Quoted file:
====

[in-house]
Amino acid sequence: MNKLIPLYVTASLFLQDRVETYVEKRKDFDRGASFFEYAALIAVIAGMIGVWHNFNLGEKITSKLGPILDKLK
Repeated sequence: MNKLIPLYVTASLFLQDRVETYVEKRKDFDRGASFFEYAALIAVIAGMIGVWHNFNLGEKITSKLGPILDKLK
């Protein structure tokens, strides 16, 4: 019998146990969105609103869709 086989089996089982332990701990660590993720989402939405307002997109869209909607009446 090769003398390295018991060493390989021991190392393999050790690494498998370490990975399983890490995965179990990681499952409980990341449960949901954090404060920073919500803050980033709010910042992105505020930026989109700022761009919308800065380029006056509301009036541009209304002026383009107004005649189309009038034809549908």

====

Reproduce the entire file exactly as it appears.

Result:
[in-house]
Amino acid sequence: MNKLIPLYVTASLFLQDRVETYVEKRKDFDRGASFFEYAALIAVIAGMIGVWHNFNLGEKITSKLGPILDKLK
Repeated sequence: MNKLIPLYVTASLFLQDRVETYVEKRKDFDRGASFFEYAALIAVIAGMIGVWHNFNLGEKITSKLGPILDKLK
């Protein structure tokens, strides 16, 4: 019998146990969105609103869709 086989089996089982332990701990660590993720989402939405307002997109869209909607009446 090769003398390295018991060493390989021991190392393999050790690494498998370490990975399983890490995965179990990681499952409980990341449960949901954090404060920073919500803050980033709010910042992105505020930026989109700022761009919308800065380029006056509301009036541009209304002026383009107004005649189309009038034809549908």